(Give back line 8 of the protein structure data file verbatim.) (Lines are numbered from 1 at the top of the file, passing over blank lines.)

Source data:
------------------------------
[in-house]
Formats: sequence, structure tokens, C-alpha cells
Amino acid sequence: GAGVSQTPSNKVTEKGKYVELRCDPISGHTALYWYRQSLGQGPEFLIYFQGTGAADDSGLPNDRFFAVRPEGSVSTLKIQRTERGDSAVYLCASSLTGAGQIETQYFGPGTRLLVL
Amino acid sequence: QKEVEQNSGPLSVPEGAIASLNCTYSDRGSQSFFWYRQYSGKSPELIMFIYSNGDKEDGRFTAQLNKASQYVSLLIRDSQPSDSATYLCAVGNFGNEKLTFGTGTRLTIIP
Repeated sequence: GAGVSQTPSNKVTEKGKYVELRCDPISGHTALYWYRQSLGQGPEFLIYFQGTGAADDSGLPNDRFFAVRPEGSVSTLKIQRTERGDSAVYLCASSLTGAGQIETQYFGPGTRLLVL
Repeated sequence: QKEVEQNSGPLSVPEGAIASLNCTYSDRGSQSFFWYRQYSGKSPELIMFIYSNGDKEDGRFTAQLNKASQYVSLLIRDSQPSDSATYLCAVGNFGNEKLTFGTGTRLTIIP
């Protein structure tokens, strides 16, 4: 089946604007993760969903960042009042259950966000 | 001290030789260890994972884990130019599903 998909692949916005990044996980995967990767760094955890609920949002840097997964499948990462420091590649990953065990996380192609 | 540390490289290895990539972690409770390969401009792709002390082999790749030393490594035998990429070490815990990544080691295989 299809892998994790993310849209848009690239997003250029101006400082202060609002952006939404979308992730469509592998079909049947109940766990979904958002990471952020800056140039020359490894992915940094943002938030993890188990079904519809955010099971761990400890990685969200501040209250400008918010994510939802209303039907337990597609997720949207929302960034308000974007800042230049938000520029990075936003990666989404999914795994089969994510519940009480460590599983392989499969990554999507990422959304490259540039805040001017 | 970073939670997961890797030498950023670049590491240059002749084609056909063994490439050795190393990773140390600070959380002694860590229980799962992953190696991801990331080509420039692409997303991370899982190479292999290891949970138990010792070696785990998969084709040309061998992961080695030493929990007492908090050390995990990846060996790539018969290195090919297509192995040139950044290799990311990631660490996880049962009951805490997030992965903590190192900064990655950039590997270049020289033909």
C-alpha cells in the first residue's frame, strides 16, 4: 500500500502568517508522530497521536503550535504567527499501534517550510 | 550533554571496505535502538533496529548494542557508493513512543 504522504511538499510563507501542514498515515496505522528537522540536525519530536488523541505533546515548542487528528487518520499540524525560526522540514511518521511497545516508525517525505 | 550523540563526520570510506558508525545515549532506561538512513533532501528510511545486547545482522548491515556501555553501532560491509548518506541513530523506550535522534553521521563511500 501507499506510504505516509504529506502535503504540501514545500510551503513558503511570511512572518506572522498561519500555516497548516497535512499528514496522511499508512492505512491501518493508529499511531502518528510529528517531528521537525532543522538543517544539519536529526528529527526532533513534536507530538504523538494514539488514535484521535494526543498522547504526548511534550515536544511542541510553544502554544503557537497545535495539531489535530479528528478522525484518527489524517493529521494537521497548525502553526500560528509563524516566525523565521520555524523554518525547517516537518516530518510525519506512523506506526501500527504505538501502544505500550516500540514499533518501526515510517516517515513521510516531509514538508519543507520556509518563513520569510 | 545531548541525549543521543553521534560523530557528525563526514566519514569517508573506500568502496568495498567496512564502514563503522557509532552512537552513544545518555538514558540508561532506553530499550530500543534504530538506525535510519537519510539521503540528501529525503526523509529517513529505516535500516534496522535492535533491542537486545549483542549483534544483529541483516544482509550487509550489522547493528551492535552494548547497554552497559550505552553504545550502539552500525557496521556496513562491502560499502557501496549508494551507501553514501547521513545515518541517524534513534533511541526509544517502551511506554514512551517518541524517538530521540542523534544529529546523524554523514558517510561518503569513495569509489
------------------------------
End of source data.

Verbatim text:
C-alpha cells in the first residue's frame, strides 16, 4: 500500500502568517508522530497521536503550535504567527499501534517550510 | 550533554571496505535502538533496529548494542557508493513512543 504522504511538499510563507501542514498515515496505522528537522540536525519530536488523541505533546515548542487528528487518520499540524525560526522540514511518521511497545516508525517525505 | 550523540563526520570510506558508525545515549532506561538512513533532501528510511545486547545482522548491515556501555553501532560491509548518506541513530523506550535522534553521521563511500 501507499506510504505516509504529506502535503504540501514545500510551503513558503511570511512572518506572522498561519500555516497548516497535512499528514496522511499508512492505512491501518493508529499511531502518528510529528517531528521537525532543522538543517544539519536529526528529527526532533513534536507530538504523538494514539488514535484521535494526543498522547504526548511534550515536544511542541510553544502554544503557537497545535495539531489535530479528528478522525484518527489524517493529521494537521497548525502553526500560528509563524516566525523565521520555524523554518525547517516537518516530518510525519506512523506506526501500527504505538501502544505500550516500540514499533518501526515510517516517515513521510516531509514538508519543507520556509518563513520569510 | 545531548541525549543521543553521534560523530557528525563526514566519514569517508573506500568502496568495498567496512564502514563503522557509532552512537552513544545518555538514558540508561532506553530499550530500543534504530538506525535510519537519510539521503540528501529525503526523509529517513529505516535500516534496522535492535533491542537486545549483542549483534544483529541483516544482509550487509550489522547493528551492535552494548547497554552497559550505552553504545550502539552500525557496521556496513562491502560499502557501496549508494551507501553514501547521513545515518541517524534513534533511541526509544517502551511506554514512551517518541524517538530521540542523534544529529546523524554523514558517510561518503569513495569509489